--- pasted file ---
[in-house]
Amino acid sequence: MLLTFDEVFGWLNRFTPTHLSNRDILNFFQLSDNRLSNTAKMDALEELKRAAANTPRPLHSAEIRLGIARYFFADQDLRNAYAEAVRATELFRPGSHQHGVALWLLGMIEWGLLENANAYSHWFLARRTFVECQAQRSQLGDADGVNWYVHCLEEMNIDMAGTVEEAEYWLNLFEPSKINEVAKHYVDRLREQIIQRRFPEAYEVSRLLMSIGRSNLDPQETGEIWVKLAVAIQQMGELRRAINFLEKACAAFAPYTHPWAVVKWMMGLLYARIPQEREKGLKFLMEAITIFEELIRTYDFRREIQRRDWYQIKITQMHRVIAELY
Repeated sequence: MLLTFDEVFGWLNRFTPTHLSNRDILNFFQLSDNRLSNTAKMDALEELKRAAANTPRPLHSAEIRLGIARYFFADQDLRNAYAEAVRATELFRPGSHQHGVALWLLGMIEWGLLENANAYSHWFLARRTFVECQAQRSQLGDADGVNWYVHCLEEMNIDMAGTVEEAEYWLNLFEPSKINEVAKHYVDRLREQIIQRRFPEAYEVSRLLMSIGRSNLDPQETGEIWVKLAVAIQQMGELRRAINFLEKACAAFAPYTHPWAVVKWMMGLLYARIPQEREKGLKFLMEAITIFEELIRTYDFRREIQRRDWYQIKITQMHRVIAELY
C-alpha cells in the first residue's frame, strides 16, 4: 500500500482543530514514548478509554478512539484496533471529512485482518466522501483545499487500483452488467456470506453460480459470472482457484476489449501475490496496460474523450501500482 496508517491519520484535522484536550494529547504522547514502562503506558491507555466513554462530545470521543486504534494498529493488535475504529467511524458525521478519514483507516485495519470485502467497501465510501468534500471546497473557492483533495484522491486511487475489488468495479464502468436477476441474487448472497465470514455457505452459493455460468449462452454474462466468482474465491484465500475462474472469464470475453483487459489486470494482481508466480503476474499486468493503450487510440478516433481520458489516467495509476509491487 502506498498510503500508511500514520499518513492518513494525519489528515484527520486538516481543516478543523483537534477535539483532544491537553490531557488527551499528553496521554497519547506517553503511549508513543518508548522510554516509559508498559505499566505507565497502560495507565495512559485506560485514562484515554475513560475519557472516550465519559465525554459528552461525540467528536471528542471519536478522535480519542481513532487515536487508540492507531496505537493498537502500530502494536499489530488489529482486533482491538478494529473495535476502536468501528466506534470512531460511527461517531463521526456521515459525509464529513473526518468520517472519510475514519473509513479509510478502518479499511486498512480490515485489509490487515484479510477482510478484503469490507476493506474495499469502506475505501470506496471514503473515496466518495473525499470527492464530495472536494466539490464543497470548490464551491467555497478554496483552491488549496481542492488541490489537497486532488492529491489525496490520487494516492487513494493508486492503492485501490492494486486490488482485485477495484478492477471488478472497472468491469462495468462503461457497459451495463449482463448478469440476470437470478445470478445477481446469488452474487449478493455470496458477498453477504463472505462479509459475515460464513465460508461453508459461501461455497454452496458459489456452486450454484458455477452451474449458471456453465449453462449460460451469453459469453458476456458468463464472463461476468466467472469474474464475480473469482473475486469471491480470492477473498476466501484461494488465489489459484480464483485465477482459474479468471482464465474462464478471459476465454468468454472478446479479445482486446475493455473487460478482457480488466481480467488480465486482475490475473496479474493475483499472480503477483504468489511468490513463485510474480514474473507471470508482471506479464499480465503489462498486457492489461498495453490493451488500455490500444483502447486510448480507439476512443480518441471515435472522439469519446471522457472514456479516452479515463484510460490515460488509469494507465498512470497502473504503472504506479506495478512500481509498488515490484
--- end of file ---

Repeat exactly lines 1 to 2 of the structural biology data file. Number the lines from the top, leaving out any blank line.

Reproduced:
[in-house]
Amino acid sequence: MLLTFDEVFGWLNRFTPTHLSNRDILNFFQLSDNRLSNTAKMDALEELKRAAANTPRPLHSAEIRLGIARYFFADQDLRNAYAEAVRATELFRPGSHQHGVALWLLGMIEWGLLENANAYSHWFLARRTFVECQAQRSQLGDADGVNWYVHCLEEMNIDMAGTVEEAEYWLNLFEPSKINEVAKHYVDRLREQIIQRRFPEAYEVSRLLMSIGRSNLDPQETGEIWVKLAVAIQQMGELRRAINFLEKACAAFAPYTHPWAVVKWMMGLLYARIPQEREKGLKFLMEAITIFEELIRTYDFRREIQRRDWYQIKITQMHRVIAELY